Visiting Iceland for the 2nd Marine SABRES General Assembly
On October 2-5, 2023, Marine SABRES partners met in Hafnarfjörður, Iceland, for their second General Assembly, one year after the kick-off meeting in Cork, Ireland. Members from each of our 21 partner organisations met together at Hafrannsóknastofnun, the Marine and Freshwater Research Institute of Iceland (MFRI), for three days of productive discussions on the research activities partners have accomplished so far and tasks yet to come.
LifeWatching WebTV joined the Marine SABRES 2nd General Assembly to record audio-visual material for Marine SABRES’ Video Documentary and some WebTV videos, while conducting a first series of interviews with WP leaders, DAs leaders, project partners and some local stakeholders of the fishery sector based in the Arctic Demonstration Area. The local partners and stakeholders made a general presentation of pelagic fisheries in Iceland, illustrating its history and importance, how it has changed over time, what are the most important fish stocks etc, while exploring its economic and environmental challenges. The video shootings took place during the three-day meeting at MFRI, and at the Icelandic Maritime Museum and Ocean Cluster, in Reykjavik. Moreover, some video shootings of the naturalistic surroundings near Reykjavik will be realised.
The driving force of this first year has been stakeholder engagement in the three ‘demonstration areas’ of the project: Macaronesia, the Arctic-Northeast Atlantic, and the Tuscan Archipelago. As a project, Marine SABRES is explicitly designed with the input from the community at its core, rather than using a top-down approach. By inviting stakeholders into the decision-making process, the project ensures that their opinions and perspectives are central to the work being conducted and inform project outputs.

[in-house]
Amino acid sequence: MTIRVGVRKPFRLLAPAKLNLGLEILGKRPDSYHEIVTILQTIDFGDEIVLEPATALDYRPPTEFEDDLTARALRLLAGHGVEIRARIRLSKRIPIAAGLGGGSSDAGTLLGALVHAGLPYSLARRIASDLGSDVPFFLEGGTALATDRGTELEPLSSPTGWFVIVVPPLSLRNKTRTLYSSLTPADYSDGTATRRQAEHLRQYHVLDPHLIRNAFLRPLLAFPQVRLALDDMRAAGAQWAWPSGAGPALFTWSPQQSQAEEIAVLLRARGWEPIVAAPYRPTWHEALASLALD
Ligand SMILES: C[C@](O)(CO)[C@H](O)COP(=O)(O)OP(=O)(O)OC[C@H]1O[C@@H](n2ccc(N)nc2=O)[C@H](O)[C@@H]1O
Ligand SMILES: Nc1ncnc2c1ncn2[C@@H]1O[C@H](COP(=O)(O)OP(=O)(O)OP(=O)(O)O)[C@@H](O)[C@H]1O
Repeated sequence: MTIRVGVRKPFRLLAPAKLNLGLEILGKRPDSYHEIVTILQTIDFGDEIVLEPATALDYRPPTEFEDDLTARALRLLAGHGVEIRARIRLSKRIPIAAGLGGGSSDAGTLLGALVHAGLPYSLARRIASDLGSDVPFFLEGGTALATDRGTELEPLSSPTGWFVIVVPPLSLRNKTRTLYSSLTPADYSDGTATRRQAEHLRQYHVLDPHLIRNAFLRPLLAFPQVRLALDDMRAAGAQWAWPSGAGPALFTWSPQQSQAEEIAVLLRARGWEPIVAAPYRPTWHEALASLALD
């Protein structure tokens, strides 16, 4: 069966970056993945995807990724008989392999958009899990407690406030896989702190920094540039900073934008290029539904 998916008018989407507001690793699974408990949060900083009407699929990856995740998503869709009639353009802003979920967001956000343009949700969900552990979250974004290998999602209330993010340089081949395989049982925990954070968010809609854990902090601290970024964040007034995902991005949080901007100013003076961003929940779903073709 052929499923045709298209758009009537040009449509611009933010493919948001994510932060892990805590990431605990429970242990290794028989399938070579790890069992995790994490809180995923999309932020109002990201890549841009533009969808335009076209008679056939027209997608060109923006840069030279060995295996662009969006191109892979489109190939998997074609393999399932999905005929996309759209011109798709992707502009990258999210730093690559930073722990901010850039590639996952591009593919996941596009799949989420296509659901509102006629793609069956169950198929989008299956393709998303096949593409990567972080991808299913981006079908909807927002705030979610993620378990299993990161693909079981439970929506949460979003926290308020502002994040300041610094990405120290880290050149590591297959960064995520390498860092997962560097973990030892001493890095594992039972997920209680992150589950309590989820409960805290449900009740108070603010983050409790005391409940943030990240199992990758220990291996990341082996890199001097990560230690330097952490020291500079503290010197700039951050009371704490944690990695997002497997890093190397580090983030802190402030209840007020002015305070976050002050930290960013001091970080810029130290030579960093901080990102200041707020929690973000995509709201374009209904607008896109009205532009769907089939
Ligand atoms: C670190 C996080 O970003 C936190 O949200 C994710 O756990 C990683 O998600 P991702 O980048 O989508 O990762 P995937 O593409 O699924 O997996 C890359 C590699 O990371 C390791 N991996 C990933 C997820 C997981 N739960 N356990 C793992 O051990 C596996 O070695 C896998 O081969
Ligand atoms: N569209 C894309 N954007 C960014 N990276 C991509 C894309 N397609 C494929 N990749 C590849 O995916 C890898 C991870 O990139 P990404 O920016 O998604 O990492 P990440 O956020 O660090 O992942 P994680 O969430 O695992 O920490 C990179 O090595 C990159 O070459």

- Learn more about the stakeholder engagement Marine SABRES has conducted so far in the following article: Co-creating Better Marine Management: Stakeholder Engagement in Marine SABRES
Within each demonstration area, Marine SABRES research focuses specifically on a local issue. In Macaronesia, for example, the research is centred around biodiversity restoration and the benefits of ecotourism, while in the Tuscan Archipelago, the work examines the impacts of tourism on seagrass meadows.
At Hafrannsóknastofnun, insights from project partners in the Arctic-Northeast Atlantic area on shared management challenges for the fishing industry in Iceland, Greenland, and the Faroe Islands, where overfishing is dangerously high and the ranges of important fish stocks such as herring, mackerel, and blue whiting are shifting due to climate change, were presented and discussed. Some local stakeholders of the Arctic demonstration area, Lísa Anne Libungan of Fisheries Iceland, and Thor Sigfusson from Iceland Ocean Cluster attended the meeting. Partners had also the opportunity to receive a tour from Thor of the Ocean Cluster House, a unique space in Reykjavik for entrepreneurs and businesses in marine industries.
Marine SABRES look forward to updating you on the progress of the project, as partners identify opportunities to better implement ecosystem-based management and develop pathways to transformation for a biodiverse & sustainable future!